Meditation is something I’ve done on and off for over the past 10-15 years, but in the last two years I’ve become much more persistent in the practice. I’ve been intending on writing much more on it, however, it’s something that’s hard to describe to those who haven’t done it. Meditation often conjures thoughts of monks sitting in lotus position, chanting, etc. While there is a reason lotus position is often used (I personally prefer Seiza position while sitting on a zafu to help with posture and reduce strain on my knees and ankles), it’s not necessary and there are a variety of ways you can sit. Simply sitting in a chair will do just as well; some people do it while lying… you just have to be mindful not to fall asleep!
What fascinates me is how modern science has been studying the benefits of meditation; and how it’s showing that it doesn’t even require hours and hours a day to provide those benefits. Researchers at the University of Wisconsin-Stout designed an experiment to test how quickly meditation could change people’s brain patterns. 11 participants “were offered two half-hour sessions a week, and encouraged to practice as much as they could between sessions, but there wasn’t any particular requirement for how much they should practice.” After five weeks, during which each person meditated for an average of seven hours, distinct changes in brain patterns emerged. More activity was measured in the left frontal lobe of the brain, an area often associated with positive emotion.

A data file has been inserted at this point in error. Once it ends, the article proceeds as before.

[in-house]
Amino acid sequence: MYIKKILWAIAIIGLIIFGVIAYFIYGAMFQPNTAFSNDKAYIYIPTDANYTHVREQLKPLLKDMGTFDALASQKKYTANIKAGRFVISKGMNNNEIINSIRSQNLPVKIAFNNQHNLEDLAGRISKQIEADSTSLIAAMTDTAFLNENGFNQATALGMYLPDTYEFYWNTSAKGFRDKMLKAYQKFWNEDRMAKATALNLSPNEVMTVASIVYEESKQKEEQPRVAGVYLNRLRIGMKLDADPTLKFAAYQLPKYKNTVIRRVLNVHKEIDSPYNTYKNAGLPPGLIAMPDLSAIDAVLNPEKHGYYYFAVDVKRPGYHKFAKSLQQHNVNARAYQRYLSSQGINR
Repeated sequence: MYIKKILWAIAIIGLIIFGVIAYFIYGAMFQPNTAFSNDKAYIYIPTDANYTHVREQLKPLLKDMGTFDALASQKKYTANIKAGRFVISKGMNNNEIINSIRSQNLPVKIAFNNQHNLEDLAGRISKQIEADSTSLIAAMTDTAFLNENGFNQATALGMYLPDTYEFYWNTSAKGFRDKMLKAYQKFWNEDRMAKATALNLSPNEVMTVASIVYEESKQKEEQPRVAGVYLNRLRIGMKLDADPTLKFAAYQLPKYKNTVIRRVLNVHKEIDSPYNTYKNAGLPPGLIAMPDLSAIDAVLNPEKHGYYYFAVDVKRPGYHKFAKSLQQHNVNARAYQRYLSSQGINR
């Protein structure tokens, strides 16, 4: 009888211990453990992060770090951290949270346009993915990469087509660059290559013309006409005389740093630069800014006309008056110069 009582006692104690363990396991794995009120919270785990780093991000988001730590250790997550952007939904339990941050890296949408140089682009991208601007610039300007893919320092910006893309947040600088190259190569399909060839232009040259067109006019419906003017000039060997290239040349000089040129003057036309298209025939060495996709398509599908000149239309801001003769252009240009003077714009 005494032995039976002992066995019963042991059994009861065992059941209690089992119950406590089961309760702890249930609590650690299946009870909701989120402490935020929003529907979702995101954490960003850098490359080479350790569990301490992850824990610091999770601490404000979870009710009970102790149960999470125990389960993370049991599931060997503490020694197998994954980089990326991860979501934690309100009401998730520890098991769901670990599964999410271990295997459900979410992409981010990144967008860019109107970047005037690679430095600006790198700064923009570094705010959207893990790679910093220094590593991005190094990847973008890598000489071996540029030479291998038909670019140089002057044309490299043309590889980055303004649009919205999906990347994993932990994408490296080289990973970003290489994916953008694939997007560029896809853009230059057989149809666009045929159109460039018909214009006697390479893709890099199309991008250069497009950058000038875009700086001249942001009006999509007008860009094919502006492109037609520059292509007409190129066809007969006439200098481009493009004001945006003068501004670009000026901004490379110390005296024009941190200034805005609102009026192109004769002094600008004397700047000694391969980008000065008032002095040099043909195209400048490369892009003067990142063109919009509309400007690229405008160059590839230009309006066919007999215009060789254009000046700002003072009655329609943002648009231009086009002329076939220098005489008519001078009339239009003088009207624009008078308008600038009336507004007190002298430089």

The shift in people’s brain activity “was clearly evident even with a small number of subjects,” says Christopher Moyer, one the study’s coauthors at the University of Wisconsin-Stout. “If someone is thinking about trying meditation and they were thinking, ‘It’s too big of a commitment, it’s going to take too much rigorous training before it has an effect on my mind,’ this research suggests that’s not the case.’ For those people, meditation might be worth a try, he says. ‘It can’t hurt and it might do you a lot of good.'” The study implies meditation is likely to create a shift in outlook toward life.
Read more about it at Association for Psychological Science
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